The Ministry of Rural Development and its partners have launched a groundwater monitoring system to counter droughts in seven provinces and ensure sustainable water management.
The monitoring system has been set up in the provinces of Kampot, Kampong Speu, Kratie, Pursat, Preah Vihear, Oddar Meanchey and Stung Treng with funding from the European Union, the Swiss Agency for Development and Cooperation, Action Aid Cambodia and DanChurchAid.
The system was launched during a workshop on “setting up groundwater level monitoring systems in Cambodia” held in Phnom Penh yesterday.
Rural Development Minister Ouk Rabun said that climate change is impacting the lives of not only Cambodians, but also people around the world.
Mr Rabun said natural disasters such as floods, droughts and storms need to be countered. He said that the system will serve to anticipate natural disasters in order to take preventive measures.
“If we have groundwater monitoring systems, as well as reliable information about changes in groundwater levels, then we will be able to develop plans,” he said.
Hun Boramey, country director of Action Aid Cambodia, said groundwater monitoring systems are important for the collection of data to ensure that water management is sustainable.
“If we do not monitor, the next generation may not have enough water to use,” Ms Boramey said. “If there’s not enough water, we will face serious drought. The system will give us the information to be better prepared to respond to this situation.”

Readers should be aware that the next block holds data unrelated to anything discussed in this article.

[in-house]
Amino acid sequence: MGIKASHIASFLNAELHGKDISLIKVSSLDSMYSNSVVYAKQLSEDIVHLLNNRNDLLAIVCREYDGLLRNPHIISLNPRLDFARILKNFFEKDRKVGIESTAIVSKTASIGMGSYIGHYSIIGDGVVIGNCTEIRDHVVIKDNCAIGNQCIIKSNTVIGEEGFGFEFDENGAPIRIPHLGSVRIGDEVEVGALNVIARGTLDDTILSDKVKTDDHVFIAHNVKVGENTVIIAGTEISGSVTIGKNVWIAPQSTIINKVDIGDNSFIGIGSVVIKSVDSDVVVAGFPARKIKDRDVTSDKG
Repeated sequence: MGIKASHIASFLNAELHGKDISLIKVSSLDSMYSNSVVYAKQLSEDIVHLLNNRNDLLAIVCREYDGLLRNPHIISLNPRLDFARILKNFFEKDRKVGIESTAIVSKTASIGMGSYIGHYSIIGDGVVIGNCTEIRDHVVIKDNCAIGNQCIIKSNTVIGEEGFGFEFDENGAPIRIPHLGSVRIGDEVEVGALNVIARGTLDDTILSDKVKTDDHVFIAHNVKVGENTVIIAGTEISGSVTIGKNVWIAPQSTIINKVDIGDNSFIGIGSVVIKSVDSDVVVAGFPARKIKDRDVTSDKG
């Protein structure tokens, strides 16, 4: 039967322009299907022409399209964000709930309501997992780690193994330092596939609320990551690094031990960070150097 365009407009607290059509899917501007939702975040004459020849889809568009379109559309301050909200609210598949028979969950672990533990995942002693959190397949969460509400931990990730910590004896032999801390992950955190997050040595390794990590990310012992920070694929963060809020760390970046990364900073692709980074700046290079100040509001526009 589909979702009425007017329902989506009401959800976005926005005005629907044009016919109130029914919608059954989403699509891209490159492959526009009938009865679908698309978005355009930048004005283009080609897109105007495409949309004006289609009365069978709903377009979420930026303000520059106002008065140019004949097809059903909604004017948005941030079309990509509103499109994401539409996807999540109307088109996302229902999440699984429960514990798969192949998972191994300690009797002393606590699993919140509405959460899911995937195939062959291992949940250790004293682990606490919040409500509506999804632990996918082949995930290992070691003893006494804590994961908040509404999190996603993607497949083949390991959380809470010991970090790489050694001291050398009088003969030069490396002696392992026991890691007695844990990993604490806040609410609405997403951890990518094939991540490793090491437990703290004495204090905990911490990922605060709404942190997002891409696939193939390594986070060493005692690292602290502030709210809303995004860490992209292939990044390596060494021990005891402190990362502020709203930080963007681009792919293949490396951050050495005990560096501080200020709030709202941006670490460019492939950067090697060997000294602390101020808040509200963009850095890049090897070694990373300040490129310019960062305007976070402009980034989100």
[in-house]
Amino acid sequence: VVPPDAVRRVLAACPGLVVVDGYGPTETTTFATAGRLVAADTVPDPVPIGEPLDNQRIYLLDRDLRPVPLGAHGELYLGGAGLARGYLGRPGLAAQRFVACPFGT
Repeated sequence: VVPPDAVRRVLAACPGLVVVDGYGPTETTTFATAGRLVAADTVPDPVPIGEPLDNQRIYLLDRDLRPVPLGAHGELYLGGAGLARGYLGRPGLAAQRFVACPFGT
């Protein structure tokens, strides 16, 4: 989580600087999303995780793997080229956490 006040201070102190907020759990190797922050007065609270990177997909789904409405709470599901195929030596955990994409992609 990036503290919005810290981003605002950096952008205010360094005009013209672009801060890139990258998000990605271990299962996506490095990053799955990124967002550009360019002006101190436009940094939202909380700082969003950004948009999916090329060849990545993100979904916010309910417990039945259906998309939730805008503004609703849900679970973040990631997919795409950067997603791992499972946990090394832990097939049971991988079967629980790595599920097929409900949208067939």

Meanwhile, the Asia Development Bank and the Water Resources Ministry are planning to implement the Irrigated Agriculture Improvement Project to develop water resources in the provinces of Battambang, Kampong Cham, Takeo, Kampong Thom and Kampot at the cost of $135 million.
Water Resources Ministry spokesman Chan Youttha said that ministry and ADB officials studied aspects of the project and will implement it at the end of the year or early next year.
Mr Youttha said the project is focusing on modernisation, rehabilitation and renovation of irrigation systems in the five provinces.
“The irrigation system will focus on increasing water for farmers,” he said. “The real beneficiaries will be the farmers who farm in rural areas.”
The Water Resources Ministry said that the IAIP project will focus on the construction of 381.2 kilometres of concrete canals, the construction of 6.5 kilometres of concrete dams and 800 metres of a spillway. The project will also focus on constructing irrigation systems to carry water to rice fields three times per year.
Earlier this week, authorities in Kampong Cham province attempted to minimise the effects of drought in the province which has affected more than 10,000 hectares of rice fields in five districts since the beginning of the month.
Om Vibol, director of the provincial water resources department, said water is being pumped to the crops.
“Officials are using three water machines to pump water for fields in some of the hardest-hit areas,” Mr Vibol said. “The districts of Prey Chhor and Kampong Siem were hit the hardest in the province.”